Since then, hundreds of people changed or canceled their vacation plans. One couple postponed their wedding until October 13, hoping the village would reopen by then (it did).

Holden School, where about 15 students from Kindergarten through high school are enrolled, was invited to start classes in Chelan on September 4.

The school, part of the Lake Chelan School District, was scheduled to reopen after evacuation restrictions were relaxed on September 12 to allow residents, but not visitors, back into the village.

And for 117 former miners and their families who planned a reunion 50 years after the Holden Mine closed, the fire means rescheduling after months of preparation. They are now looking to hold the Holden Olden Golden reunion next year. The reunion was scheduled for September 5-9, and although Holden Village was not in danger, the 13-mile dirt road that leads into the mountain town was in danger of being cut off by fire.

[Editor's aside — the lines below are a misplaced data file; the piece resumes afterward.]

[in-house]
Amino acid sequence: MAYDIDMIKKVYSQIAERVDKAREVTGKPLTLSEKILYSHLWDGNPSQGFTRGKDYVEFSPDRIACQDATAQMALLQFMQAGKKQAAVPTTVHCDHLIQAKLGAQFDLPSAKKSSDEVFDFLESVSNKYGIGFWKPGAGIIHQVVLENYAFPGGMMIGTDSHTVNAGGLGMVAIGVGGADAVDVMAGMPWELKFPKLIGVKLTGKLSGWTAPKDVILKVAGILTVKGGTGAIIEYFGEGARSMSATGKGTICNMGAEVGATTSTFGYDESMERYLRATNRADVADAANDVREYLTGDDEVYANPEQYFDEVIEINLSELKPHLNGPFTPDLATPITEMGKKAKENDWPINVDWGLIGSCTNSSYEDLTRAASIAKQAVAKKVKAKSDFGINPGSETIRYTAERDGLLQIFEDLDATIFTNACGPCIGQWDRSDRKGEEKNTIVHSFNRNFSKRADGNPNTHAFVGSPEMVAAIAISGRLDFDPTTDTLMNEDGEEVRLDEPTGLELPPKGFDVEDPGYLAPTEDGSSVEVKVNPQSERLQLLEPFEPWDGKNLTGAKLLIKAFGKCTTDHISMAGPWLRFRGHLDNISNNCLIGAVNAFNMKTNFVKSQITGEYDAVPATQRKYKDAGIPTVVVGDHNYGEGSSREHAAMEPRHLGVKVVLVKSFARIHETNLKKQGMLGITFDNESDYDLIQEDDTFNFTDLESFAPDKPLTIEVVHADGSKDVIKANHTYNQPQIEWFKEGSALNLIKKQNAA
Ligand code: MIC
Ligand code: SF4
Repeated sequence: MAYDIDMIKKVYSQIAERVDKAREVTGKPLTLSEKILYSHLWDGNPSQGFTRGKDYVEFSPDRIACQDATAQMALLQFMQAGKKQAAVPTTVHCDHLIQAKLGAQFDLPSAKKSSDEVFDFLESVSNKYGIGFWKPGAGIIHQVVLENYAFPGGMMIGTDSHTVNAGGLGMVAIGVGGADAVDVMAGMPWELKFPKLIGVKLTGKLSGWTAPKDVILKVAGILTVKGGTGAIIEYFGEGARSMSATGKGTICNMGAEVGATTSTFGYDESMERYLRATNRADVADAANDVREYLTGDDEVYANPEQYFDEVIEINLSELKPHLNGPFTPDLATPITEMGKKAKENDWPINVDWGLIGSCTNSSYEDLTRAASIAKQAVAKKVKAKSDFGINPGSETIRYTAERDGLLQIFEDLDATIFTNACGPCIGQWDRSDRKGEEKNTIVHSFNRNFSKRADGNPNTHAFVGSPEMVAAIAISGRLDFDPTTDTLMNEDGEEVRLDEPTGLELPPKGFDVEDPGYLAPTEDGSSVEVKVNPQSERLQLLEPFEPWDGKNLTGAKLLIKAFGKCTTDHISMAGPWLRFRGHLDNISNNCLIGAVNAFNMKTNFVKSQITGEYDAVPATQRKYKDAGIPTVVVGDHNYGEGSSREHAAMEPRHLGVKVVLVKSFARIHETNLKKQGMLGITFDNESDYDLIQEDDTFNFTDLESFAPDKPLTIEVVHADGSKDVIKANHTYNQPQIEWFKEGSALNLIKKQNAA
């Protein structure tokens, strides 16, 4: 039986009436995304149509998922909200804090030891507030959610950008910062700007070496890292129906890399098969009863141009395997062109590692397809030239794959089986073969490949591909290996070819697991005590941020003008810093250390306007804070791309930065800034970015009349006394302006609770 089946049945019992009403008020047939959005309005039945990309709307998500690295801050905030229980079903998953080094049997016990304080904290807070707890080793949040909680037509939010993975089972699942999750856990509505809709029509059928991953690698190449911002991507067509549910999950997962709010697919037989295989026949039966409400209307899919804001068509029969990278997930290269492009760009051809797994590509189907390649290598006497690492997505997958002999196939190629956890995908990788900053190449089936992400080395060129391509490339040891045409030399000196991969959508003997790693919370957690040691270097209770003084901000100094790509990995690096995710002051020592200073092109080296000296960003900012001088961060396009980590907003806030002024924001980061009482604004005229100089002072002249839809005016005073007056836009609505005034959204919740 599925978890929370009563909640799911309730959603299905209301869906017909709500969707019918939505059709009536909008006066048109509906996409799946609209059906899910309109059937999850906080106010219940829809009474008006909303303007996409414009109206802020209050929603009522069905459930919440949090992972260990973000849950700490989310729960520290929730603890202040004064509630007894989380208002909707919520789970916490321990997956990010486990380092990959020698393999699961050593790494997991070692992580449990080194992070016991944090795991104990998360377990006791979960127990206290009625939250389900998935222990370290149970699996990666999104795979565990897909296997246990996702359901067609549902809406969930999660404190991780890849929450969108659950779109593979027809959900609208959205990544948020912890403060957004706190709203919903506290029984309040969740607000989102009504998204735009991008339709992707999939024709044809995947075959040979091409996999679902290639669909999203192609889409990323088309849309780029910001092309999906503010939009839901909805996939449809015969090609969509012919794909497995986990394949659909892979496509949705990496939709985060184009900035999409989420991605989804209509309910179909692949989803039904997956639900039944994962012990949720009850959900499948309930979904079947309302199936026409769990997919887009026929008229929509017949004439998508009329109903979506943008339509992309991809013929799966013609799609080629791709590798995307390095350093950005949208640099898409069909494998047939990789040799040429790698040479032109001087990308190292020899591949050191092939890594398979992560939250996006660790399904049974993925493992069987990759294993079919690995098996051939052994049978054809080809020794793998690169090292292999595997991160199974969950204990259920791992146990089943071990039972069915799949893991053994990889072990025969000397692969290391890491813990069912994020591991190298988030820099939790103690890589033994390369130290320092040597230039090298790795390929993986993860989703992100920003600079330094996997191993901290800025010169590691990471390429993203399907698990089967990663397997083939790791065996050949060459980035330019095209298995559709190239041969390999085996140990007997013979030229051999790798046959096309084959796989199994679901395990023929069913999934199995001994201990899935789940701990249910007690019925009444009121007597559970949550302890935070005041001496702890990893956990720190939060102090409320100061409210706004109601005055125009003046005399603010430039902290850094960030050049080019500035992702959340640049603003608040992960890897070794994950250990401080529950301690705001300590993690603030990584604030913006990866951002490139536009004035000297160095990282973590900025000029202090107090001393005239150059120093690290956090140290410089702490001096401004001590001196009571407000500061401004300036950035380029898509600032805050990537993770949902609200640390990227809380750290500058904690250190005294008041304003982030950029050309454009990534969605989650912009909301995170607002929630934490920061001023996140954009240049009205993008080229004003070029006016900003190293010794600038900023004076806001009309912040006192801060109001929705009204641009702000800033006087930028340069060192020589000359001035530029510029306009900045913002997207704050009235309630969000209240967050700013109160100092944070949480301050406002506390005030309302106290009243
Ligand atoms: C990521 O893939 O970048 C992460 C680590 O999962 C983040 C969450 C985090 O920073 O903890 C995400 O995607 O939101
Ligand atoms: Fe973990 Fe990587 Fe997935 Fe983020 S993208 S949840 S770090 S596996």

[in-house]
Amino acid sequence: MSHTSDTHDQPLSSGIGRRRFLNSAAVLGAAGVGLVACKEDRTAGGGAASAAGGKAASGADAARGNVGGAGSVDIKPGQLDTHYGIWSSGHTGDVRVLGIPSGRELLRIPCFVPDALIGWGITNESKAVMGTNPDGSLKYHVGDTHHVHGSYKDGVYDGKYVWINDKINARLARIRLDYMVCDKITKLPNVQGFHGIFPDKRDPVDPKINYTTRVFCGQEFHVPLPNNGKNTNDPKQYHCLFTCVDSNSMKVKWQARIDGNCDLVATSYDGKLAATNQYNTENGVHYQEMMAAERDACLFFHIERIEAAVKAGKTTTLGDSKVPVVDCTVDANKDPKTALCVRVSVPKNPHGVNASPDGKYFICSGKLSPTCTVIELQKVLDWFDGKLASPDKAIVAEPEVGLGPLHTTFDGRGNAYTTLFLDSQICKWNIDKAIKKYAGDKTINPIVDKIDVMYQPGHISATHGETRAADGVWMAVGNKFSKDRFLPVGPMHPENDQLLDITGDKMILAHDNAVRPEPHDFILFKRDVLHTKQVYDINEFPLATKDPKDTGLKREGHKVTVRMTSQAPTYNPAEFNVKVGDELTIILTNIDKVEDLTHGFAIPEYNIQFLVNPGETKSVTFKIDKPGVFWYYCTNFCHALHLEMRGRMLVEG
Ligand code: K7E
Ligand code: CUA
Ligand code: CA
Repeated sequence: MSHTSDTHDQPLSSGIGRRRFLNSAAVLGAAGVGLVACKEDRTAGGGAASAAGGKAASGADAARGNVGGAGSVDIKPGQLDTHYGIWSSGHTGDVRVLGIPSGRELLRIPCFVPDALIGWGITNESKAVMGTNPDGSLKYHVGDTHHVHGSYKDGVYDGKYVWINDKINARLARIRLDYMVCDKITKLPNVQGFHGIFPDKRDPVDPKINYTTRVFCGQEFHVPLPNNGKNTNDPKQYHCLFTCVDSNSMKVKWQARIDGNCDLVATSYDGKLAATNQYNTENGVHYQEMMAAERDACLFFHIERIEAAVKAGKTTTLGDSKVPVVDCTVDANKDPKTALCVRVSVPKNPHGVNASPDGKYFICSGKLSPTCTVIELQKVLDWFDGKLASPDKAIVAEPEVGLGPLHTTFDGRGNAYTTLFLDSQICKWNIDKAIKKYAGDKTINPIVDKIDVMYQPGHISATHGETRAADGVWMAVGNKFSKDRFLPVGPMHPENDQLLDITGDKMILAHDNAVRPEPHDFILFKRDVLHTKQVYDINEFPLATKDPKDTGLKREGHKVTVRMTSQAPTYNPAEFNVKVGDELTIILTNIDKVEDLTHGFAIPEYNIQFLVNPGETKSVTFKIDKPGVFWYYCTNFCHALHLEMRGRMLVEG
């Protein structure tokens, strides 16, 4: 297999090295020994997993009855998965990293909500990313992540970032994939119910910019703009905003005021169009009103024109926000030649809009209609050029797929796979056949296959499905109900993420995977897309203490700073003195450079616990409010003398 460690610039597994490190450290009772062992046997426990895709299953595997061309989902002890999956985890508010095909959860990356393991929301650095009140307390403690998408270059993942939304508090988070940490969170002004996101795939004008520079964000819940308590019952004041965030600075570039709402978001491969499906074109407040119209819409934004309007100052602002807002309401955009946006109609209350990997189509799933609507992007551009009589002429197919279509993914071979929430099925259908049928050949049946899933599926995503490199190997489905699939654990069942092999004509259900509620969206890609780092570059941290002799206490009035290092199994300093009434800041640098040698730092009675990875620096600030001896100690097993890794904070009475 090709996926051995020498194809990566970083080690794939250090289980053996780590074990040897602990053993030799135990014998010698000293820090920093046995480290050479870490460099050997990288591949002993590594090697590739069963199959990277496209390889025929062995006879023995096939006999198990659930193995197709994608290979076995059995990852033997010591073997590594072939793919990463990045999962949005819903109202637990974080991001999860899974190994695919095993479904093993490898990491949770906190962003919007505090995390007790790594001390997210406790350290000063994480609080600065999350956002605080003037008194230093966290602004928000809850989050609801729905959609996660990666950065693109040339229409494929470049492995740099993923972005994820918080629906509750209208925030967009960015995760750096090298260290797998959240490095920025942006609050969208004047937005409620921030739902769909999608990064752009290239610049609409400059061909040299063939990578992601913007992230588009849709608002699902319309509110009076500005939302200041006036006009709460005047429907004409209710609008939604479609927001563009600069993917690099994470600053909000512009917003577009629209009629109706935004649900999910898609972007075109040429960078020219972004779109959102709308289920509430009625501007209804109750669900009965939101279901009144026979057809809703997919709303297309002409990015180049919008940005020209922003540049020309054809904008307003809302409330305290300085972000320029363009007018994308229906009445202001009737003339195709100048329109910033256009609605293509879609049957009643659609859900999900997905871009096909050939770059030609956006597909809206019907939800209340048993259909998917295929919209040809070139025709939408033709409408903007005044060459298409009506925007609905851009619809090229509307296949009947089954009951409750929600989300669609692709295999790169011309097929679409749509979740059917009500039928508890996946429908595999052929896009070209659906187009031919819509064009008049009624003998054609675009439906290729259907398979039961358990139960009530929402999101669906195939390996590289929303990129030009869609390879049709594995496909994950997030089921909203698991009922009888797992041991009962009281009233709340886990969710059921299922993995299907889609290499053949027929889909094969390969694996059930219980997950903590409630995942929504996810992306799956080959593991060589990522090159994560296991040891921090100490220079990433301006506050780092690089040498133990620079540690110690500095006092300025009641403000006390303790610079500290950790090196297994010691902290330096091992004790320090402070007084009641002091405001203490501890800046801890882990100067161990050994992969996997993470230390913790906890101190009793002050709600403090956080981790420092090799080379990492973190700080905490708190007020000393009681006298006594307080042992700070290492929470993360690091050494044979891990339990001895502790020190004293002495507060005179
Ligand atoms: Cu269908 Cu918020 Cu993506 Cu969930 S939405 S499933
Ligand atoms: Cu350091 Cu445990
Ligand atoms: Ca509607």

“It was a disappointment to all of us,” said reunion organizer Linda Powell Jensen. She lived in Holden Village in her preteen years, when her father was a miner before the mine closed in 1957.

Jensen said she worries that some miners who planned to come this year may be too old or in poor health next year, and won’t be able to make the trip — which includes a boat ride up Lake Chelan to Lucerne. But she’s concerned, too, about how the community will survive without the revenue, and the volunteer labor that helps bring in the firewood and prepare the town for winter.